The American Socialist Party, now called the Progressive Caucus, includes two members of the Georgia congressional delegation. I spoke a “Progressive” Congressman in his office in Washington on a recent lobbying trip. I pointed out that people in Spalding County cannot afford Obama care policies, but even if they could, they would be useless because no one can afford the deductible that is required upfront. His health-care aide quickly chimed in: “If people can’t afford high deductibles, all they have to do is buy in to the platinum level where the deductible is lower.” I do not remember ever being in the presence of people so out of touch with what is going on.

Obama said when he ran for office the first time that his goal was a single payer system like that of Canada, England, for Germany, all bankrupt.  He stated that he wanted to put the private health care industry out of business in favor of universal coverage. Obama care was a compromise, a step toward the goal of full socialism in healthcare.

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When You’re on the Back Nine

When You’re on the Back Nine

Robert A. Hayden, DC, PhD, FICC

“Golf is played by 20 million mature American men whose wives think they are out having fun.”—Jim Bishop

Healthcare is a serious topic, particularly nowadays when it is dissolving before our eyes. Because it is so serious, I have decided to depart from the morose and share something almost frivolous.  Almost.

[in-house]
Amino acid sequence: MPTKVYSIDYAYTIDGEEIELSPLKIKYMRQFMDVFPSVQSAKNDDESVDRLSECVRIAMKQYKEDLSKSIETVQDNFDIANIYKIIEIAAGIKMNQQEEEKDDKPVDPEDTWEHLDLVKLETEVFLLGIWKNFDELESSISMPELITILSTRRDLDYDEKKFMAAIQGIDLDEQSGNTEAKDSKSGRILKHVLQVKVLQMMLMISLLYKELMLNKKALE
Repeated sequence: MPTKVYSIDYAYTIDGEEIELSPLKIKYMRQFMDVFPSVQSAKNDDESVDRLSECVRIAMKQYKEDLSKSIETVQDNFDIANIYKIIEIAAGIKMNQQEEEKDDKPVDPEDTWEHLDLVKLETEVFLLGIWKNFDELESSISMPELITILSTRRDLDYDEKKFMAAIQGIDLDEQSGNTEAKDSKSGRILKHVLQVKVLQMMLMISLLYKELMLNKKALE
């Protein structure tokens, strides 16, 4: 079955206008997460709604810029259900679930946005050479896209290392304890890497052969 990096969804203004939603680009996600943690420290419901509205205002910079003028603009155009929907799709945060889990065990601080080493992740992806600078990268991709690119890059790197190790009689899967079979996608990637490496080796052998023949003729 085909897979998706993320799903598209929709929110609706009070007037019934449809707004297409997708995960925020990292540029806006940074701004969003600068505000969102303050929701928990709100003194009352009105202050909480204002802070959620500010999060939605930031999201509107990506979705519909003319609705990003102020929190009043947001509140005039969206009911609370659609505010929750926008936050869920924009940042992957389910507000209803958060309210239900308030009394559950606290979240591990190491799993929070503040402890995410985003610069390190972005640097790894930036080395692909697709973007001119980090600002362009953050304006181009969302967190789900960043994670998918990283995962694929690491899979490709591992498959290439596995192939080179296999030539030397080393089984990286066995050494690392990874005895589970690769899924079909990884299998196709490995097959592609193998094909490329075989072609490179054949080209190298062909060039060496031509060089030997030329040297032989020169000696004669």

When I was new in practice about 20 years ago, a senior golfer came to me with the shoulder problem. I worked on him that afternoon and called later that evening to see how he was doing. His wife answered the phone and told me he was doing quite well and was in the backyard talking over the fence with the neighbors. Then she lowered her voice, as though he might hear, and said, “You have to get him back on the golf course. I can’t live with him like this!

Yes, I discovered quickly that golf, like heroin, nicotine, and pecan pie, is quite addictive among susceptible people. To a football fan like myself, it seems almost silly to walk around in a pasture and knock a white ball into a whole. To the golf addict, however, it can be quite serious.  

I was told that a foursome teed off one beautiful afternoon and returned to the clubhouse with only three of them. A club employee asked where their fourth player was. After exchanging some glances, one of them said quietly, “He passed away on the fourth hole.”

“That’s awful,” observed the employee. “That must have been a shock.”

“It was worse than that. From then on, it was ‘Hit-the-ball-and-drag-George.’  We are all exhausted.”